Book Review: The Declaration

The Declaration by Gemma Malley

Reviews by Marissa, Arwa, and Gretchen

SUMMARY: It's the year 2140 and Longevity drugs have all but eradicated old age. A never-aging society can't sustain population growth, which means Anna should never have been born. Nor should any of the children she lives with at Grange Hall. Children like Anna--Surpluses--are brought up to believe they must atone for their very existence. Then one day a boy named Peter appears, bringing with him news of the world outside, a place where people are starting to say that Longevity is bad. Peter begs Anna to escape with him, but Anna's not sure whom to trust: the strange new boy whose version of life sounds like a dangerous fairy tale, or the familiar walls of Grange Hall and the head mistress who has controlled her every waking thought? (from the back of the book)

MARISSA SAYS: This book was very exciting and hard to put down. When I first started reading it, I thought living forever wouldn’t be that bad, but by the end I was fully convinced that I would join the rebellion. I could not live in a world without kids and I would most likely run out of things to enjoy after living over 100. This book would make a great book discussion book due to the conflict and excitement it contains.

ARWA SAYS: This work reminded me a lot about Shakespeare and his work with man's fickleness--how changable humans. It also reminded me of how only a few select people can be leaders while the read of mankind is in the "followers" column. I thought parts of the story went too fast, while others were too slow. Yet, it still had a good, juicy plot. All in all, it was a very original piece of work that I hope does not happen in the near future.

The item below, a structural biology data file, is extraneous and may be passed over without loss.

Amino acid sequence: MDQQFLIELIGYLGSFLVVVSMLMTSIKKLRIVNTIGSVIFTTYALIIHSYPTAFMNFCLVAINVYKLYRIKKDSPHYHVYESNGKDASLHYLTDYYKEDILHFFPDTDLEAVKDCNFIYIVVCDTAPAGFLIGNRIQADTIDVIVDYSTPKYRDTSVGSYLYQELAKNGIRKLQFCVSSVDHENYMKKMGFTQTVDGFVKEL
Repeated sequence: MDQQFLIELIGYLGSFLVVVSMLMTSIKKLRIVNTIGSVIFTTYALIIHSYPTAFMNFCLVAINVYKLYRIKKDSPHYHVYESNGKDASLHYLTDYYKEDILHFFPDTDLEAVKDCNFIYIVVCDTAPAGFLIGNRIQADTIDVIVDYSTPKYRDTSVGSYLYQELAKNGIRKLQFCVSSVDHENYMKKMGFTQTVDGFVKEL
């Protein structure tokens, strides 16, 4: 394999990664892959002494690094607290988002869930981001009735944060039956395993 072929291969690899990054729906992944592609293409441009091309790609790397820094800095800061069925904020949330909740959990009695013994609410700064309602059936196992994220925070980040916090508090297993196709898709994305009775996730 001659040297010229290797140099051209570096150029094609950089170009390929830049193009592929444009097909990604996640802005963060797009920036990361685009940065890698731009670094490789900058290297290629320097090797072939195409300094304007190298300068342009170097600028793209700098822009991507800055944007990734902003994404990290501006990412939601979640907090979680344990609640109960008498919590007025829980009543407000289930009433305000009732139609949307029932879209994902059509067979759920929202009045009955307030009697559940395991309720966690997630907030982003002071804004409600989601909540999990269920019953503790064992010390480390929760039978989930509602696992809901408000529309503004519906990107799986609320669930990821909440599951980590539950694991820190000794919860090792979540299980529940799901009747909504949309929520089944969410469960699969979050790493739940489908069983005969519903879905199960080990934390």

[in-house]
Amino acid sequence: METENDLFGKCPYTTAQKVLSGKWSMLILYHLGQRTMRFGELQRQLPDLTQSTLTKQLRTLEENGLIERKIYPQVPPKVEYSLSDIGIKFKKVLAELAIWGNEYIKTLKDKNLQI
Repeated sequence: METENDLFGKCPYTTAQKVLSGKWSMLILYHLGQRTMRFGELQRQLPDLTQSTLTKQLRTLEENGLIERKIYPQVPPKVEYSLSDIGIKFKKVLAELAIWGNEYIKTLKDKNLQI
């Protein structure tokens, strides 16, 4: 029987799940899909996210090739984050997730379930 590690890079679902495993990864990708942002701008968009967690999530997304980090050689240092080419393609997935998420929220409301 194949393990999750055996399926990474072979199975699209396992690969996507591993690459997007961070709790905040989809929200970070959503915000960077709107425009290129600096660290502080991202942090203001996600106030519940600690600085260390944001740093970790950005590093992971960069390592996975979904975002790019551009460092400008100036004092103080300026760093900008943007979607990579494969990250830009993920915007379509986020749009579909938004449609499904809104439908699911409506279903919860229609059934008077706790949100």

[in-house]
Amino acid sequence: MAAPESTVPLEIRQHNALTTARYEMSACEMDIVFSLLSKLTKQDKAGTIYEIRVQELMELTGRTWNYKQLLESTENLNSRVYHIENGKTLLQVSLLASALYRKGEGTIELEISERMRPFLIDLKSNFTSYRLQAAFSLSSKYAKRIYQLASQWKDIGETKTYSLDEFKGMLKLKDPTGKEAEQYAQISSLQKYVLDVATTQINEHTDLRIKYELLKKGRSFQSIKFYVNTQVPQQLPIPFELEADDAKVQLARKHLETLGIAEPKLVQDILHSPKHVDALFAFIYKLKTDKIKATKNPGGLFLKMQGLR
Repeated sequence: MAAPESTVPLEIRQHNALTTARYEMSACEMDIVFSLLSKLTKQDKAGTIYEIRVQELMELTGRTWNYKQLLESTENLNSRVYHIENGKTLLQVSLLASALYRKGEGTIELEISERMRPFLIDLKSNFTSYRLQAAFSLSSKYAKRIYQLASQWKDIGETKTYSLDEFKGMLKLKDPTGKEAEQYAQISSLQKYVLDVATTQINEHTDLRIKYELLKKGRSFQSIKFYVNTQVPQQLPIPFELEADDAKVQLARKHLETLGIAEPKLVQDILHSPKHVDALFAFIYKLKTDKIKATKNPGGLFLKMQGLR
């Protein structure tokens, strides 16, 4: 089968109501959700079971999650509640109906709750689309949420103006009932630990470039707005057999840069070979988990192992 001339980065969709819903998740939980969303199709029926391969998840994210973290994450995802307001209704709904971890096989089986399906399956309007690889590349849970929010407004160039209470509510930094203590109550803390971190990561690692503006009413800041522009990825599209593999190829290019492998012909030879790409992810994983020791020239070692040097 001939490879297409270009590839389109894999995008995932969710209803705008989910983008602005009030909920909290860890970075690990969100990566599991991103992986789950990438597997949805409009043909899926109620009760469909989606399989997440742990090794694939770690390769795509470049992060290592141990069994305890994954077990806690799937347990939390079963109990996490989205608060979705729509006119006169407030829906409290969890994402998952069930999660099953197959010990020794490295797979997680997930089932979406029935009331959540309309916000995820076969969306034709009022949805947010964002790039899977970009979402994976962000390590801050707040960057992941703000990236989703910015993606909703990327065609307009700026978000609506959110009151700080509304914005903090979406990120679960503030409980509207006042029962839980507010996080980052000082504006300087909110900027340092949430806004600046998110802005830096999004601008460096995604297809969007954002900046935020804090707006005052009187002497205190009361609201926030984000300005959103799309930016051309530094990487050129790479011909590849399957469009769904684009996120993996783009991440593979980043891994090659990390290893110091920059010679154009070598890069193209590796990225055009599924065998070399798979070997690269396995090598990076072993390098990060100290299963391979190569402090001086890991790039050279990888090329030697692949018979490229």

GRETCHEN SAYS: I am an avid reader of dystopian future fantasy, so I was excited to read this book by a new British author. The concept is really interesting: in the future, stem-cell research has leads to Longevity drugs that keep people from aging. Because of this, there is a population problem and illegal children, called Surpluses, are rounded up and raised to be servants and workers for the Legals. As a reader, I cheered for Surplus Anna as she awakened to the reality and complexity of life and began to think for herself. However, I was disappointed with the writing style. The story is told from a third person omnipotent point of view, and the switches among characters are sometimes jarring. Many aspects of this future society were alluded to, but not fully fleshed out, and the ending seemed rushed. Nonetheless, the novel is a thought-provoking and frightening vision of the future. A sequel addressing the Underground Movement to get rid of Longevity and free the Surpluses from Grange Hall would be an excellent follow-up. I can forgive what is lacking in this book if there are others to follow!


Bianca said...

I LOVED this book!
it was awsome.
i dont read much but this is my favourite book its very inspiring and gives us an insite into the future about not being able to use car because of the pollution and things like thAT.
i escpecially loved the ending . it was soo suspensful.

Anonymous said...

this was the greatest book i've ever read, and i do read a lot of books! The Declaration was suspenseful, and touching. An exciting adventure for a boy and girl with a little romance tied into it, then all the happiness blooming in with Ben and Anna's parents. I couldnt put this book down for a second! No doubts, the best book ever.

Anonymous said...

i love this book! i read it for a book report.. best book i ever read yet... other than the twilight saga.